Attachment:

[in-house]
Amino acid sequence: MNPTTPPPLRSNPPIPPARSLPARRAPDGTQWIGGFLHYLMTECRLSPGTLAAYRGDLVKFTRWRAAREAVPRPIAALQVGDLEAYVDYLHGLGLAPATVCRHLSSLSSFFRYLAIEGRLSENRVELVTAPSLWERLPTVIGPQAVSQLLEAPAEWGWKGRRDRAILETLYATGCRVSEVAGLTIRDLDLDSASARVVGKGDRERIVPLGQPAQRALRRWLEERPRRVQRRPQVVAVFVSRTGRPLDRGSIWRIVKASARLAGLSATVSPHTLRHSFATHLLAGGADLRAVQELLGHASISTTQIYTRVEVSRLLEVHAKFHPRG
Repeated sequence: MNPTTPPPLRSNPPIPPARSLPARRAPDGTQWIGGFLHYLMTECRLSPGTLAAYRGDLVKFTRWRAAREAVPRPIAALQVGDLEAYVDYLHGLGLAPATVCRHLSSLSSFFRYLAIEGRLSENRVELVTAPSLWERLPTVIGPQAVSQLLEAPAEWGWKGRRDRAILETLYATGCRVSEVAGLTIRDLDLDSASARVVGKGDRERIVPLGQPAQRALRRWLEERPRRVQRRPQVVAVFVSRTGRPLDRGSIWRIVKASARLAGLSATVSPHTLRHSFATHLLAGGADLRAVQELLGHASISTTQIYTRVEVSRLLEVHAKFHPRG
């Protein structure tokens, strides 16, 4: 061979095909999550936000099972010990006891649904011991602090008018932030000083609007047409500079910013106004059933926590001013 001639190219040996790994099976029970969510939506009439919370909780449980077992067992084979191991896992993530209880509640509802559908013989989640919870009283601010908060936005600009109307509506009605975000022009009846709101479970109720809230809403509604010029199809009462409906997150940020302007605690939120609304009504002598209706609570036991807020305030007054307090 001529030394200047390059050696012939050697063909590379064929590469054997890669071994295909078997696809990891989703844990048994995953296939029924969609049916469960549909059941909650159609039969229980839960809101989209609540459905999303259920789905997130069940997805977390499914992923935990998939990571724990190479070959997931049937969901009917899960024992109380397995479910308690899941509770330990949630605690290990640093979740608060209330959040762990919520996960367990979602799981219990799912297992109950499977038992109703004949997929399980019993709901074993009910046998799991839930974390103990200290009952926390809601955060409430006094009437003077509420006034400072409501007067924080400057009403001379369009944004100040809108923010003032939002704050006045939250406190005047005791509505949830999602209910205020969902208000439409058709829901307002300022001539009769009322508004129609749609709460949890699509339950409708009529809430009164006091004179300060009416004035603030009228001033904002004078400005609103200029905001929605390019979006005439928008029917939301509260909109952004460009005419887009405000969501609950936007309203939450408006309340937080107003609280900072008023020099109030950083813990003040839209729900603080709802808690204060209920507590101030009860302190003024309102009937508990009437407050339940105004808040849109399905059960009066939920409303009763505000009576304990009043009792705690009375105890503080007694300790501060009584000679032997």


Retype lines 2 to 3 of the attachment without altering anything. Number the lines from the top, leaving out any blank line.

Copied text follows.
Amino acid sequence: MNPTTPPPLRSNPPIPPARSLPARRAPDGTQWIGGFLHYLMTECRLSPGTLAAYRGDLVKFTRWRAAREAVPRPIAALQVGDLEAYVDYLHGLGLAPATVCRHLSSLSSFFRYLAIEGRLSENRVELVTAPSLWERLPTVIGPQAVSQLLEAPAEWGWKGRRDRAILETLYATGCRVSEVAGLTIRDLDLDSASARVVGKGDRERIVPLGQPAQRALRRWLEERPRRVQRRPQVVAVFVSRTGRPLDRGSIWRIVKASARLAGLSATVSPHTLRHSFATHLLAGGADLRAVQELLGHASISTTQIYTRVEVSRLLEVHAKFHPRG
Repeated sequence: MNPTTPPPLRSNPPIPPARSLPARRAPDGTQWIGGFLHYLMTECRLSPGTLAAYRGDLVKFTRWRAAREAVPRPIAALQVGDLEAYVDYLHGLGLAPATVCRHLSSLSSFFRYLAIEGRLSENRVELVTAPSLWERLPTVIGPQAVSQLLEAPAEWGWKGRRDRAILETLYATGCRVSEVAGLTIRDLDLDSASARVVGKGDRERIVPLGQPAQRALRRWLEERPRRVQRRPQVVAVFVSRTGRPLDRGSIWRIVKASARLAGLSATVSPHTLRHSFATHLLAGGADLRAVQELLGHASISTTQIYTRVEVSRLLEVHAKFHPRG